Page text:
But when you celebrate even the smallest of wins, you get people excited about the right actions. In other words, these wins always point back to some smaller actions that took place in order to get your team there.
Why not motivate these “correct” actions rather than motivating people to do the wrong things?
4) Celebrating Gives Hope to People Facing Challenges
You face tremendous pressure at work and at home. Stop and ask yourself how you are giving your team hope.
If you point people to the small wins your team has experienced, you not only increase momentum and focus on the right things but you also give people hope of an improved future or that their past actions mattered.
I struggle to imagine how someone wouldn’t want to do this for their team.
5) Celebrating Wins Doesn’t Focus on Behavior Modification or Weakness Fixing
When you take time to celebrate small wins, you also take time away that you could have spent trying to modify behaviors or fix people’s weaknesses. We all have weaknesses. None of us likes to have to fix them or spend all our time on them.
Shift the focus from what people do poorly to celebrating what they have already done well. Celebrate their strengths.
(One rather minor but also potentially major caveat to this one is that you don’t want to celebrate small wins that endorse the wrong behaviors. A case in point here would be a small win that was achieved through morally corrupt actions, decisions, or information. If you celebrate small wins (the “ends”) that result from a immoral actions (the “means”), you have chosen to endorse not only the small wins but also the immoral means. I doubt any of us want to do that. If you do, you may need a very careful gut check to assess your motivation for success in your context.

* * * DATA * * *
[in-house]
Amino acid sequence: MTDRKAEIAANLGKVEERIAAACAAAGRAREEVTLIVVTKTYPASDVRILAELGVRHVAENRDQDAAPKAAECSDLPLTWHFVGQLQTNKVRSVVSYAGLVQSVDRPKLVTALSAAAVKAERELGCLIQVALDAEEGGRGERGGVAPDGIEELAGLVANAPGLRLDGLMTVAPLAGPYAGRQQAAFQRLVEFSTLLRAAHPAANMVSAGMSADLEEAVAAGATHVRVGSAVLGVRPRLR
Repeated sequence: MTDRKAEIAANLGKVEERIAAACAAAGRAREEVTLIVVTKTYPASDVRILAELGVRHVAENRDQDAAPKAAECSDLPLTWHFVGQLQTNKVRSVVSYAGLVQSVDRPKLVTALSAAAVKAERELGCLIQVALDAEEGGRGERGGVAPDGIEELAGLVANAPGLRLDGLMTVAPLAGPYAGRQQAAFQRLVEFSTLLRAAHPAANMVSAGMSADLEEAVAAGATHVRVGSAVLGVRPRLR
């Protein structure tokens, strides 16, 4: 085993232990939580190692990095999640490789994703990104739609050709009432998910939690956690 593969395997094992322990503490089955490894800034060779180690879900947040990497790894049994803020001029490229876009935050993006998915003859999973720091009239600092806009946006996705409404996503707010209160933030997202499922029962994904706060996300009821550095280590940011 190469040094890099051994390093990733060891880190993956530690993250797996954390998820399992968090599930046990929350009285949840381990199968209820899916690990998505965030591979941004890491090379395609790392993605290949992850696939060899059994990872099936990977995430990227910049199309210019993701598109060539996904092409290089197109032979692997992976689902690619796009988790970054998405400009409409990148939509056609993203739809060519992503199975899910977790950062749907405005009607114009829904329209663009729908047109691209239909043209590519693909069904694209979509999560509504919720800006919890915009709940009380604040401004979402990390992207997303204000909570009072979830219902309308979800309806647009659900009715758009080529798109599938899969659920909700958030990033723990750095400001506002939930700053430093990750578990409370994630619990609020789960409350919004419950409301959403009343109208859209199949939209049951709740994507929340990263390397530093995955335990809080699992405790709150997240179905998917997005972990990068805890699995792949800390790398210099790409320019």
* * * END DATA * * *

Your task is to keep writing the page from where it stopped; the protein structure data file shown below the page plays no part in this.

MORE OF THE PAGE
6) Celebrating Wins Attracts Others to Join the Team
Everyone wants to be a part of a high functioning team. I would argue that increasingly today we all want to be a part of a fun team that not only gets things done but enjoys each other and other fun events as a team.
When others see your team celebrate small wins, what do they think about your team? Do they appear to be very interested in your team or not so much? I would guess that they at minimum walk away with intrigue about what your team is like or how their team would be different if people acted more like your team.
At the end of the day, you will end up attracting more people to your team. You will get people who fit your culture and want to also celebrate small wins (I did another post on 5 leadership characteristics your team will love. You should check it out too)
7) Celebrating Wins Shapes the Overarching Narrative
The overarching narrative of your organization can either be told by others or told by you and your team. Which would you prefer? We should all aim to at least share in the telling of the story of our brand or organization. If not, then we are the equivalent of a parent who takes no interest in their child but sends checks every year to help with costs (can’t say that any of us would want to be known as that parent).
A powerful recent example was written by Donald Miller. In his case, he describes a major blunder by someone who chose not to carefully articulate and shape their own narrative. His post illustrates what happens when you not only don’t celebrate small wins but also don’t communicate your story to shape the narrative.
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Look over the other 9 coaching questions high performance leaders ask or dig deeper into a specific question (this post will be updated as future posts are added).